Crypto Climate Insurance? Blockchain Philanthropy Project Launches

Lemonade's Crypto Climate Coalition wants to use fintech and smart contracts to help farmers in the developing world

Corin Degani
Corin Degani
A farmer in Zimbabwe in 2021. Africa has over 300 million small farmers struggling to cope with the devastating effects of climate change
A farmer in Zimbabwe in 2021. Africa has over 300 million small farmers struggling to cope with the devastating effects of climate change Credit: Bloomberg
Corin Degani
Corin Degani

The Lemonade Foundation, a nonprofit organization founded by the Israeli digital insurance company Lemonade, announced last week its first project: agricultural insurance for subsistence farmers in developing countries. The fund will allow farmers to protect themselves against losses incurred due to drought, flooding and other risks associated with climate change. The project will be rolled out over the course of the year, in cooperation with other organizations operating in the fields of insurance, cryptocurrency and blockchain technology and climate change.

The Lemonade Foundation was established prior to the company's massive initial public offering, explains Shai Wininger, co-founder and co-CEO of Lemonade. "We transferred company shares valued at $20 million [to the foundation], and the goal is to have a meaningful impact through technology over time. We are now announcing the first project – the Lemonade Crypto Climate Coalition, which will build a platform to develop and distribute parametric weather insurance coverage at cost in emerging markets," Wininger says.

Parametric weather insurance is a type of contract in which claims are automatically triggered in the event of a predefined event – such as a specific amount of rain or lack thereof – that is liable to cause irreversible damage to farmers. Lemonade's founding partners in the coalition include insurance, cryptocurrency and weather forecasting organizations such as DAOstack, Avalanche and Tomorrow.io.

Right before insurance tech firm Lemonade went public, they set up a nonprofit foundation. Its first initiative has been announced: A crypto based farming insurance project for the developing worldCredit: NYSE

"We thought a lot about how to create an impact through the foundation, trying to find ways where we have a real relative advantage, and if there's something that we've specialized in over the past few years and really understand is insurance, technology and automation. Crypto is an infrastructure that we've been very interested in lately," Wininger adds.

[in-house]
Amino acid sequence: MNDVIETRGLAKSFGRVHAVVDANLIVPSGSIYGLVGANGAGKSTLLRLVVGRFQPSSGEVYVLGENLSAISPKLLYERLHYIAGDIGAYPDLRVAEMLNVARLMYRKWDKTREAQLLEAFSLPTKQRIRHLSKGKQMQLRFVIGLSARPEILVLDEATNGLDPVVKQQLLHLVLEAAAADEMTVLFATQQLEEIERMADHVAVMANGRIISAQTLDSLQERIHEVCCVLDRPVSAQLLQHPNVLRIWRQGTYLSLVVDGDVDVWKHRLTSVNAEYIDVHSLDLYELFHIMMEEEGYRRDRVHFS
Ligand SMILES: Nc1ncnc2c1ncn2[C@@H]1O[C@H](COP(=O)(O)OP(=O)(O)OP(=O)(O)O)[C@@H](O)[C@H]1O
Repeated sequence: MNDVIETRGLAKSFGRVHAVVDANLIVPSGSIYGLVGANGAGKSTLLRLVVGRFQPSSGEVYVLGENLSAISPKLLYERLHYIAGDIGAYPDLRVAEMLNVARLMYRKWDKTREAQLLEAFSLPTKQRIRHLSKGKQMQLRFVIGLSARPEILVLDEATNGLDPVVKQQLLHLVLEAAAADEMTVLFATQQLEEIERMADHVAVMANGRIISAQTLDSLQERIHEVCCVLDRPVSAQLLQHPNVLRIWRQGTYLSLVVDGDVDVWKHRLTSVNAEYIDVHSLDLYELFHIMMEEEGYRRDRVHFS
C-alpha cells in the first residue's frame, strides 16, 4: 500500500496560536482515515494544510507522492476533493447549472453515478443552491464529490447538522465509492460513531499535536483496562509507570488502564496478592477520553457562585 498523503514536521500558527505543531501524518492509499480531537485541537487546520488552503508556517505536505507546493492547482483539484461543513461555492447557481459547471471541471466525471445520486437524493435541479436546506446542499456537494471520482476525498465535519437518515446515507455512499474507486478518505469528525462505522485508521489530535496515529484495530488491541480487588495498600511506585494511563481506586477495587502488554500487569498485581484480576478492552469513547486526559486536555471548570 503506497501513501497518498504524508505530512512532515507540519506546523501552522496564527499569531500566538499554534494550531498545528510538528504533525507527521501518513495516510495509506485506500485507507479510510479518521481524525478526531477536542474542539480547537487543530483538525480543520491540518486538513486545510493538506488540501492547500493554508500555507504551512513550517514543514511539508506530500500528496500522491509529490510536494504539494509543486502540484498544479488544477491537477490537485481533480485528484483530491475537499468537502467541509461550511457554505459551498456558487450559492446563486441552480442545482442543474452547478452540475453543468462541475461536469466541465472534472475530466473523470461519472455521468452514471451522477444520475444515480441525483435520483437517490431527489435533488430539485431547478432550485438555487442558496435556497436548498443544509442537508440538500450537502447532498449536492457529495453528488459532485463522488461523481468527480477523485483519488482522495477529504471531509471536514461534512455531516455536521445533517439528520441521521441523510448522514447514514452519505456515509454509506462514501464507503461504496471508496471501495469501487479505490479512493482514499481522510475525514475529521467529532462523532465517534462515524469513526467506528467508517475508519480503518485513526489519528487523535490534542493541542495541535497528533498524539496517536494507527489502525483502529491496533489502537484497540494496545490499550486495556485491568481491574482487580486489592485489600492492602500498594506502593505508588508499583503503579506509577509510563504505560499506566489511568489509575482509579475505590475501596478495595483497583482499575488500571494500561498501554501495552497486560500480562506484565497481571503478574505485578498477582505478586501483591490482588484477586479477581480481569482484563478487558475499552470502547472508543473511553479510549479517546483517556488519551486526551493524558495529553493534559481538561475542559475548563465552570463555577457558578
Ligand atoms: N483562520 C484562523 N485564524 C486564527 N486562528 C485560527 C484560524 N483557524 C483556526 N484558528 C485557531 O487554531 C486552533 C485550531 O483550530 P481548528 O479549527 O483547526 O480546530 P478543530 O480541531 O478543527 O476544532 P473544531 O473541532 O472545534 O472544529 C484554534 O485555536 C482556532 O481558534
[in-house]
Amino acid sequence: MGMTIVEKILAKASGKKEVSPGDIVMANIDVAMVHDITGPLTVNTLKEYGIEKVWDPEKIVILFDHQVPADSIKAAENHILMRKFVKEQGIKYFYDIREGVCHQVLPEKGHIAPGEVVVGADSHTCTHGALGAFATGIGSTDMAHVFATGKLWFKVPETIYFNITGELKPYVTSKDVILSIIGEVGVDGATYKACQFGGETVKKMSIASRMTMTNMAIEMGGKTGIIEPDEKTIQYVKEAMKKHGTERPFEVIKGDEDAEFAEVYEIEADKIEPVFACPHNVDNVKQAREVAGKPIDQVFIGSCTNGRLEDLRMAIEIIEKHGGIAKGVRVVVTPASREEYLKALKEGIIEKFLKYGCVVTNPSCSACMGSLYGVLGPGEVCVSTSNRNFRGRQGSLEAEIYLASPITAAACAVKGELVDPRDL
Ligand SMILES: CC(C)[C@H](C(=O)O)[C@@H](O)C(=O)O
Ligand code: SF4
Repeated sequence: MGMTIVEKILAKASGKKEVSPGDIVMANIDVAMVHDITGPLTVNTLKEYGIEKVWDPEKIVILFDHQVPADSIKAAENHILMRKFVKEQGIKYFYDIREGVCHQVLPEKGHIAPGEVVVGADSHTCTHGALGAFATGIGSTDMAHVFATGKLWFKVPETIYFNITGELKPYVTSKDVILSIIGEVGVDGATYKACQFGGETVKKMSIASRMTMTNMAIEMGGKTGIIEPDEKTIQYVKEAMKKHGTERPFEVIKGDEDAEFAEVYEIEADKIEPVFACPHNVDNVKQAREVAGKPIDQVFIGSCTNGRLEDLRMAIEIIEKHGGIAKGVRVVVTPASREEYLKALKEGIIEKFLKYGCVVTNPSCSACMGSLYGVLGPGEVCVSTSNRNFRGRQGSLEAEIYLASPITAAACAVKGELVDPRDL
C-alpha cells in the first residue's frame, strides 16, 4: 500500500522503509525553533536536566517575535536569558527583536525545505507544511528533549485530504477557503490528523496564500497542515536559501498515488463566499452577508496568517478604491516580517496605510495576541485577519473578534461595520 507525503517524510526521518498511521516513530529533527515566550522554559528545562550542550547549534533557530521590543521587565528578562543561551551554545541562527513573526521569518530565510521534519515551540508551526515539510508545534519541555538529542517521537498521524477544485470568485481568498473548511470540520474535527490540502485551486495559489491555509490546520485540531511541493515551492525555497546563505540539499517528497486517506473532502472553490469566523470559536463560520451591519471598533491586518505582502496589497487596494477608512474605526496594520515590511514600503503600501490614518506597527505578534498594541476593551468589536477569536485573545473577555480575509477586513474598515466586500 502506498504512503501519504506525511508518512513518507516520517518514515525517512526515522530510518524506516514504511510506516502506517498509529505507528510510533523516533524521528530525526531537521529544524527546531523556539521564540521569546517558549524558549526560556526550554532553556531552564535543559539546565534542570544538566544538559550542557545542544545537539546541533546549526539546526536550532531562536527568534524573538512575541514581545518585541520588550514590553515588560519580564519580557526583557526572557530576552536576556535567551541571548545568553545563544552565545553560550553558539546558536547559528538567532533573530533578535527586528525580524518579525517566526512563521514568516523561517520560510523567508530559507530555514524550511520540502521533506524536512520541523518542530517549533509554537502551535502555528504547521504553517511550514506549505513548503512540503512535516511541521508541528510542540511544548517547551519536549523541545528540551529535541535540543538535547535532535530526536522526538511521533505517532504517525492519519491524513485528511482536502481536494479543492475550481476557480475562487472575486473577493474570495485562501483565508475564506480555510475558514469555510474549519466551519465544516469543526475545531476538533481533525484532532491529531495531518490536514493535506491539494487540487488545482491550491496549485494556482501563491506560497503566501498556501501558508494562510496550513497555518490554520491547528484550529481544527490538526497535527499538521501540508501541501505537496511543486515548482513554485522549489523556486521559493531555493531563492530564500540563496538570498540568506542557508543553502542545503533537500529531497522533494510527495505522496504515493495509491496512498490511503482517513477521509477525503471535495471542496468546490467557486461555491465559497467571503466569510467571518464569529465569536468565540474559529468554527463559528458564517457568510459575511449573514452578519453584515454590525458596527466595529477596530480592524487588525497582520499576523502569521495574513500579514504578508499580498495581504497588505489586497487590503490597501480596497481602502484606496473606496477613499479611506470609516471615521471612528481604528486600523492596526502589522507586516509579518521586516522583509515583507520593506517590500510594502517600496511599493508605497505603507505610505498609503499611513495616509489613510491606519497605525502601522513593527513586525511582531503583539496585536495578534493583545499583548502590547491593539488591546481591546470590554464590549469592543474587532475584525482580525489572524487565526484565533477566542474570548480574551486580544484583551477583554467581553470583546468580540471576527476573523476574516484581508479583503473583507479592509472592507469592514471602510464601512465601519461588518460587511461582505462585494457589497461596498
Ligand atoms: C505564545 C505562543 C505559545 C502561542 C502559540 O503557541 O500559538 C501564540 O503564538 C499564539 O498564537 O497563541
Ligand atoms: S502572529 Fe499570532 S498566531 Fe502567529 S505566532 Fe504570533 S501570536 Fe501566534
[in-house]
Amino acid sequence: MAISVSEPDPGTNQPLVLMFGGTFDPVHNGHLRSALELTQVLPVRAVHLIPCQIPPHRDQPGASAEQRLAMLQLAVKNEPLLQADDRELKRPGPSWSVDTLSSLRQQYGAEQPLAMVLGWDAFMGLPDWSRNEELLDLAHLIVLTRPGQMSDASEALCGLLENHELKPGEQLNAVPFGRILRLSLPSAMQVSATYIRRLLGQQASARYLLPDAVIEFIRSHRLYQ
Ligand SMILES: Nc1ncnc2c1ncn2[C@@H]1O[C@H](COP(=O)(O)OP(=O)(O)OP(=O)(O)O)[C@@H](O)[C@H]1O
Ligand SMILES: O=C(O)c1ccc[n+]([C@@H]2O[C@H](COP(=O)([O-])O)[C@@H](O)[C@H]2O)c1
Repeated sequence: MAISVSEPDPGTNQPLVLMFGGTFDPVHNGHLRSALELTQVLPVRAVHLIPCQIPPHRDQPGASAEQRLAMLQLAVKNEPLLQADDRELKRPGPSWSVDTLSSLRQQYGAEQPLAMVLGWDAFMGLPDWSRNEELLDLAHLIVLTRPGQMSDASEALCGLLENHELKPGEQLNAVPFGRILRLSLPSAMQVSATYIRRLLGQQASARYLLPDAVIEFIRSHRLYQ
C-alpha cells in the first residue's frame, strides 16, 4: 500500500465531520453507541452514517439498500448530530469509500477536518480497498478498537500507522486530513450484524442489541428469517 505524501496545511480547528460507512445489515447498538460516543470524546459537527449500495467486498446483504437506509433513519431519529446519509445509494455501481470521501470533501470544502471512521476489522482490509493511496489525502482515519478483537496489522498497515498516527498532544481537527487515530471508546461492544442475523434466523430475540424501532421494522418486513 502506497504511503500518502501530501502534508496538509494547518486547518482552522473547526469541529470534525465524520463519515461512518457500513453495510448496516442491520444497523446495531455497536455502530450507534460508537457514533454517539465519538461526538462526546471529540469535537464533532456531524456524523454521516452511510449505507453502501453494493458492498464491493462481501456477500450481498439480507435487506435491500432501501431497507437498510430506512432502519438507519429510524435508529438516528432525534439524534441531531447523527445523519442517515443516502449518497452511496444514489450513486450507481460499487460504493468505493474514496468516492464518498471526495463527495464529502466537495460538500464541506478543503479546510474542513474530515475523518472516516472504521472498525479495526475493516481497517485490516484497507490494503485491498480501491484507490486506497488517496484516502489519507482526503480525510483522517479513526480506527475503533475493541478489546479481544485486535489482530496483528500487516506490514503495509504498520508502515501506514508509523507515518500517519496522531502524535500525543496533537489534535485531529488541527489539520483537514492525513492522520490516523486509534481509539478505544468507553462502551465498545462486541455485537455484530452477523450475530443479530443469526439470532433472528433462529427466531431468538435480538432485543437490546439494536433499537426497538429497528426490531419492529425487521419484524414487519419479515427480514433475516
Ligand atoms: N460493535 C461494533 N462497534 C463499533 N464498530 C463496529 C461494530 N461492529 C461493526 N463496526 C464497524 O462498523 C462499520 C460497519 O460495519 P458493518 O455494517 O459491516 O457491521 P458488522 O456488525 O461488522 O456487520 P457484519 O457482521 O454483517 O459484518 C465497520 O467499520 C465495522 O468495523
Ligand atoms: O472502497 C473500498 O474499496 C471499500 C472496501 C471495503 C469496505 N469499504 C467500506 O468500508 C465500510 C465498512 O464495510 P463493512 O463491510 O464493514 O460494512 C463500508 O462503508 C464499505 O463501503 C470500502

Smart insurance contracts

When asked why crypto and blockchain can help in this context, Wininger explains that, "Existing projects today – of traditional or innovative insurance companies working to improve the situation of farmers in developing places have an availability problem: They exist in very specific places.

“The second problem is a price problem: The cost of selling, distributing and handling claims for a traditional insurance company is very high," he says.

"When you try to address an entire massive area like the continent of Africa you have to examine a claim that someone has filed because their field flooded, for example, the cost of bringing people there to assess the damage and handling the claim manually is very high, so this [type of] insurance is expensive.

"Crypto enables several things: full automation - no human contact is needed, because smart contracts are used that connect the use of advanced weather forecasting models to operations that will be done on the blockchain network, which will significantly lower the cost of claims processing.

"The same goes for pricing – it happens entirely on the blockchain. It doesn't involve any human interaction or discretion, and there'll be no need to send people to the area, which makes the insurance very expensive.”

Bitcoin trader in Nigeria. One in three people used the digital currency in 2020Credit: Temilade Adelaja/Reuters

However, there is also another reason. Wininger explains that the “third and significant thing is the financial backing: When you want to provide insurance of any kind you need an economic infrastructure that will enable the system to exist and pay out claims. And these are things crypto can do really well: 'Liquidity pool' is something that exists very widely in various crypto products, and in this respect crypto is an efficient and inexpensive way to provide liquidity for insurance."

The question that remains is how farmers in developing nations will manage to carry out operations in cryptocurrency. Though this is not a field that is particularly accessible, that’s not really a problem, Wininger says.

"The end customer will not necessarily be exposed to the fact that it is crypto, since it will be done behind the scenes. These farmers have an existing way of consuming services: They use their phone, mostly regular text messaging; most don't have smartphones, and our system will be based on the same infrastructure that they're accustomed to."

Shai Wininger, co-founder and co-CEO of LemonadeCredit: Ofer Vaknin

Africa will be the coalition's first market. "In Africa there are 300 million smallholder farmers who face climate risks that could affect their livelihoods. Traditional insurance does not exist in most of these places, and the products currently on the market are in a very limited range."

Wininger adds that "It's impossible to ignore crypto today. It's an area that we are examining and researching a great deal. At the moment the right opportunity for us is the foundation."

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